Wayland Group (CNSX:WAYL) CEO Ben Ward on ICC Sale Agreement
Wayland Group (CNSX:WAYL) (FRA:75M) (OTCMKTS:MRRCF) CEO Ben Ward explains the company’s LOI with ICC International Cannabis Corp (CNSX:WRLD.U). Under the terms of the agreement, Wayland will sell 49.9 percent of its international assets (valued at USD $258 million), to International Cannabis Corp and will receive 300 million shares in ICC. Ward explains that the deal completes Wayland’s vertical integration strategy and gives the company broad distribution. As part of the agreement, Wayland will supply Cosmos Holdings with 10,000 kilograms of EU GMP-certified product per year. Crucially, Wayland now has access to over 27,000 pharmacies in Western Europe, which reach an estimated 390 million people. By pairing assets with ICC, Wayland has achieved a distribution footprint other LPs have achieved through outright purchase, but at a fraction of the cost.
James West: Ben, that was quite the awesome press release you guys put out January 15th where you have sold 49.9 percent of your international portfolio of assets to International Cannabis Corp., valuating the entire European at US $258 million. What is the compelling reason for selling half of your business to another company?
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Ben Ward: Selling half of the business to ICC gets us a broader framework and completes our vertical integration that we’ve been seeking across all the aspects in the value chain. So we now have a EU GMP compliant pharmaceutical manufacturing facility in Greece, a federal license in Denmark, which we’ll be developing to give us certainty of product for the EU outside of Canada, and then it also gives us broad distribution. We signed, as part o the agreement, a 10,000 kg supply agreement to Cosmos, and as part of ICC, now that brings us up to about 39,000 kgs over three years, with distributors in Europe where we get a higher margin for the product.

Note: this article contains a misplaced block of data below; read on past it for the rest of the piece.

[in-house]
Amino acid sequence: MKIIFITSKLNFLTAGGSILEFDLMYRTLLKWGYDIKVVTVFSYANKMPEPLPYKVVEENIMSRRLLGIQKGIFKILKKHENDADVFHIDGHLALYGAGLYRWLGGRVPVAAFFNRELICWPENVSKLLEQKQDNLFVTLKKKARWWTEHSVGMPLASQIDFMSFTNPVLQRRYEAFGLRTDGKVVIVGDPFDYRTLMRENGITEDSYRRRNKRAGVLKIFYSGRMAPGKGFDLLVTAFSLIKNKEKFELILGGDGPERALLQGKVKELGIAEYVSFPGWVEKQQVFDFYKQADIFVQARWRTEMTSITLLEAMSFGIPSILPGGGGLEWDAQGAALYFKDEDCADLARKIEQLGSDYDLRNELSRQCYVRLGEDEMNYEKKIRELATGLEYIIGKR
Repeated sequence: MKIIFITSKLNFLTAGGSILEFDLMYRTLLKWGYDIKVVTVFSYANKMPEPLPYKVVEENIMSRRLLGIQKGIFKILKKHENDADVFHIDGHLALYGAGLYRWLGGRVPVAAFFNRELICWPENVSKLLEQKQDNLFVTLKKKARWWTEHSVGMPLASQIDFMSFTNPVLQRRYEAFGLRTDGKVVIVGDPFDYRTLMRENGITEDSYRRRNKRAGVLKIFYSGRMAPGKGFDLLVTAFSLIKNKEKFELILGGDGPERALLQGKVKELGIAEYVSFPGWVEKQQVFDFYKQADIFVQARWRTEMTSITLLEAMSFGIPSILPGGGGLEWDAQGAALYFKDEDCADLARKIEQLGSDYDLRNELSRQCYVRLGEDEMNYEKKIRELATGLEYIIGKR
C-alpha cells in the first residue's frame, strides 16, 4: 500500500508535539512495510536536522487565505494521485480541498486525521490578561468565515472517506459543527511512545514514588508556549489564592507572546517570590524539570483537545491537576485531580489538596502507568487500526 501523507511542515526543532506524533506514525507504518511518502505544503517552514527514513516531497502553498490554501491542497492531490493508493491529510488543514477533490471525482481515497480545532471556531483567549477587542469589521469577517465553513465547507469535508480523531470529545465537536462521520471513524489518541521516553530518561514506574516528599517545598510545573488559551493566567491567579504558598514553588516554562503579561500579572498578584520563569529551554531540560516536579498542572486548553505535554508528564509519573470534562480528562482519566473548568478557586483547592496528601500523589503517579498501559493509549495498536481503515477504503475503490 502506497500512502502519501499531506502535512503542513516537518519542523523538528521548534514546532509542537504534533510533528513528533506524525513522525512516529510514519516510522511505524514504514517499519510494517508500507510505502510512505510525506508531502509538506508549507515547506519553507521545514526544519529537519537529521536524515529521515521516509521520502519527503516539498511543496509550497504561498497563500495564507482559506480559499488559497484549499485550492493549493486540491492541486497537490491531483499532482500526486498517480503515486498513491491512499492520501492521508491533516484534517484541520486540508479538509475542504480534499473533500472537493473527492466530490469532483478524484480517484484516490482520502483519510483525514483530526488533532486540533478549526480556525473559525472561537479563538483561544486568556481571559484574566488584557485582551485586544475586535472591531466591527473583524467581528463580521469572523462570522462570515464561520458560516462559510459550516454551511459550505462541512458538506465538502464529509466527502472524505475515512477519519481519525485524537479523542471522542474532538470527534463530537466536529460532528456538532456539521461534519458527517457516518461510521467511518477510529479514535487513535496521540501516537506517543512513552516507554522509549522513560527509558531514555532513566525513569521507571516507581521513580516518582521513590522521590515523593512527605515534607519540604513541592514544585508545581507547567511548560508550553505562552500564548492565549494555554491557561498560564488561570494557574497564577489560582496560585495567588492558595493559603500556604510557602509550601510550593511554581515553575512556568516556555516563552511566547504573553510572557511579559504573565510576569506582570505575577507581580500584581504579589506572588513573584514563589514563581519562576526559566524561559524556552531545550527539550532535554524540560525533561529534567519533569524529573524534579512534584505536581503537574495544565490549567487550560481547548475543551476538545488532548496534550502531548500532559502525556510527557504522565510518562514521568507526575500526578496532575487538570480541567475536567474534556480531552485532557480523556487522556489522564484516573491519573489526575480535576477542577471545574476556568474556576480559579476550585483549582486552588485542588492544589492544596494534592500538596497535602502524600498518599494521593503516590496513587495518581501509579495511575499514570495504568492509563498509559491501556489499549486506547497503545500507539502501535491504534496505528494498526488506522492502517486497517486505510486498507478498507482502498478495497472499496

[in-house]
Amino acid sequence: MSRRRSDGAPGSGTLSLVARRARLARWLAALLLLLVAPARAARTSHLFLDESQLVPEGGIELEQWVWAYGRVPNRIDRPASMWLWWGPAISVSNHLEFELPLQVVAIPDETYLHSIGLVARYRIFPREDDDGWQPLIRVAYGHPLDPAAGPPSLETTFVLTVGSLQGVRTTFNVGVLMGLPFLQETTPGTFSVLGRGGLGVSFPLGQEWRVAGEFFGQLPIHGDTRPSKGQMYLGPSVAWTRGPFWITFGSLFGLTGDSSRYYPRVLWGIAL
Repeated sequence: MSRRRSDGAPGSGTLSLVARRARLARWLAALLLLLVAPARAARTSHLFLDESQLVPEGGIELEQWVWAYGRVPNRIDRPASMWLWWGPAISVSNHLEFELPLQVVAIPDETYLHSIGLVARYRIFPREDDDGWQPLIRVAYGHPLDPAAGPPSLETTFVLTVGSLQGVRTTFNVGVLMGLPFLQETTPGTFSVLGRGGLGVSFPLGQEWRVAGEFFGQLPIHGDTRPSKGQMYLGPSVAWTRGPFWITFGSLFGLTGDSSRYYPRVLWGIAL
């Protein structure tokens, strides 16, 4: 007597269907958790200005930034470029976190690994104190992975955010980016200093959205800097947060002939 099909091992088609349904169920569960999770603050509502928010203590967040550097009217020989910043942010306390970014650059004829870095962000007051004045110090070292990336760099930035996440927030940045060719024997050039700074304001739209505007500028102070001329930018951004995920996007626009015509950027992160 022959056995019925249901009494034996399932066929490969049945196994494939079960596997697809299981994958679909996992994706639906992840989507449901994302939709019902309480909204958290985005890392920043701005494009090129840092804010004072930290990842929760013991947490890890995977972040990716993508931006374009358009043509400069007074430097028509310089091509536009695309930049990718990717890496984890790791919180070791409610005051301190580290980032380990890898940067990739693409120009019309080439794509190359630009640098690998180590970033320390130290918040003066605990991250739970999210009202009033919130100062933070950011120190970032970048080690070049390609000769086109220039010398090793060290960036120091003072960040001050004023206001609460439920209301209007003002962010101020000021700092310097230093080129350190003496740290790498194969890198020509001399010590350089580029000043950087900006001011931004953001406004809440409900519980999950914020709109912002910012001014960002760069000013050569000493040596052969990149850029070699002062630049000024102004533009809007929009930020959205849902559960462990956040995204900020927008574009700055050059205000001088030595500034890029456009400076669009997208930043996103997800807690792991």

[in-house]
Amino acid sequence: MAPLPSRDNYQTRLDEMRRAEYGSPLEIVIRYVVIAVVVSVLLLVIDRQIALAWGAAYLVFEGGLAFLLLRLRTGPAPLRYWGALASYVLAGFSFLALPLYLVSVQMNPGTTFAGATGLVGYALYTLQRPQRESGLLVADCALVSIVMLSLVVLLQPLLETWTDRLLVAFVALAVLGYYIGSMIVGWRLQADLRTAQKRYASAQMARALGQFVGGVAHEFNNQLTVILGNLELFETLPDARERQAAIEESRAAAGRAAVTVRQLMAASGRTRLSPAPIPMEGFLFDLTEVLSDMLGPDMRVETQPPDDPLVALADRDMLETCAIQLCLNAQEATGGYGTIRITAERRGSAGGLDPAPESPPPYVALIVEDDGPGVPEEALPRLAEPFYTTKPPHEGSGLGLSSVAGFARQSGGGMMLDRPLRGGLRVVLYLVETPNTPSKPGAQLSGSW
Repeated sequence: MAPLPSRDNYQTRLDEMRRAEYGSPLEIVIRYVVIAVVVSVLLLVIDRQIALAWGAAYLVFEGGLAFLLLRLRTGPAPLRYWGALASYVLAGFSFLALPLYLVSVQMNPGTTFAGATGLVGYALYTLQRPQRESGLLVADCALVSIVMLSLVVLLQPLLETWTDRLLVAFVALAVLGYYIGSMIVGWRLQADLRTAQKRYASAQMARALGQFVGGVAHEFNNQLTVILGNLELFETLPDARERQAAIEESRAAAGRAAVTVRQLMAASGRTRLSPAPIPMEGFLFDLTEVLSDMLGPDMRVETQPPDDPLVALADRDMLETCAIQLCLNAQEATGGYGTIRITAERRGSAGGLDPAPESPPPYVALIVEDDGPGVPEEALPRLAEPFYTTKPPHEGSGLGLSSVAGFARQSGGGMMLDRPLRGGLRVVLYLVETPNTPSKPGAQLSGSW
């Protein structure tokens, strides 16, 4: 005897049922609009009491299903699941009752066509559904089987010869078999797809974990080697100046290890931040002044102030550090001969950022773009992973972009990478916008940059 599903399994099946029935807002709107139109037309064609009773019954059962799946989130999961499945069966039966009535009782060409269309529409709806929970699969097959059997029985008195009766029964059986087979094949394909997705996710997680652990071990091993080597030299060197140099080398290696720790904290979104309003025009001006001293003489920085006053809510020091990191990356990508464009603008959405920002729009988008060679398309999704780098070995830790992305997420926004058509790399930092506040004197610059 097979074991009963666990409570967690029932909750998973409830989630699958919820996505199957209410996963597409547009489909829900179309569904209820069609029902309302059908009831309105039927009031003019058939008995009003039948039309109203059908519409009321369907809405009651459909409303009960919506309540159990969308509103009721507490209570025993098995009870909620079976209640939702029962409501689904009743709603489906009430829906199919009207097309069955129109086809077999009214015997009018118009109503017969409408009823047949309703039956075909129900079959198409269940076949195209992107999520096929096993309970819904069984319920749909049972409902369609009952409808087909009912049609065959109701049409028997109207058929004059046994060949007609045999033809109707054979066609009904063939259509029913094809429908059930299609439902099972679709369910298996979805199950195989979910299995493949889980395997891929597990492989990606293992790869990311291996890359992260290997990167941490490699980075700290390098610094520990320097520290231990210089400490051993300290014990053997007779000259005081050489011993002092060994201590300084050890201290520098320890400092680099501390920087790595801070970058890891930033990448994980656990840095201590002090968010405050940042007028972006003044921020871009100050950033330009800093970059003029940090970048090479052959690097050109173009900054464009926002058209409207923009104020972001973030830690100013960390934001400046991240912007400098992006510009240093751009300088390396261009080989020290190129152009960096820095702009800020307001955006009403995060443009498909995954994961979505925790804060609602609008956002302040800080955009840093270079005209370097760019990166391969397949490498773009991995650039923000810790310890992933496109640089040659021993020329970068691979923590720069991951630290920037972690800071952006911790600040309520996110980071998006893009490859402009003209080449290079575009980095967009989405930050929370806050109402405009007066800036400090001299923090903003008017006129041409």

James West: Wow, interesting. So is the revenue split from the business essentially going to emulate perfectly the ownership split?
Ben Ward: Yeah, the revenue split will equal the ownership split, and the profit will be split that way. What awe will have is the ability to receive a base cost for our product in Canada that we ship into Europe, and then we’ll have a profit share on that with ICC. So it’s looking a little better on the Wayland side.
James West: Sure, okay. What are the hurdles that have to be crossed for this deal to close?
Ben Ward: We’ve already done the due diligence in Greece; we’re impressed with the facilities and the operations there, and we’ll be moving ahead with due diligence in Bulgaria, Denmark, and then in Poland, as well. Those are the places that we have yet to see. Our team was in Colombia last week, so there is really little left to do on the diligence side of things.
James West: Okay, and so will this, will it take a shareholder vote to complete the transaction, or regulatory approval?
Ben Ward: No, it won’t. it’s not a fundamental change for ICC, it’s a minority position, and so there’s no shareholder approval required.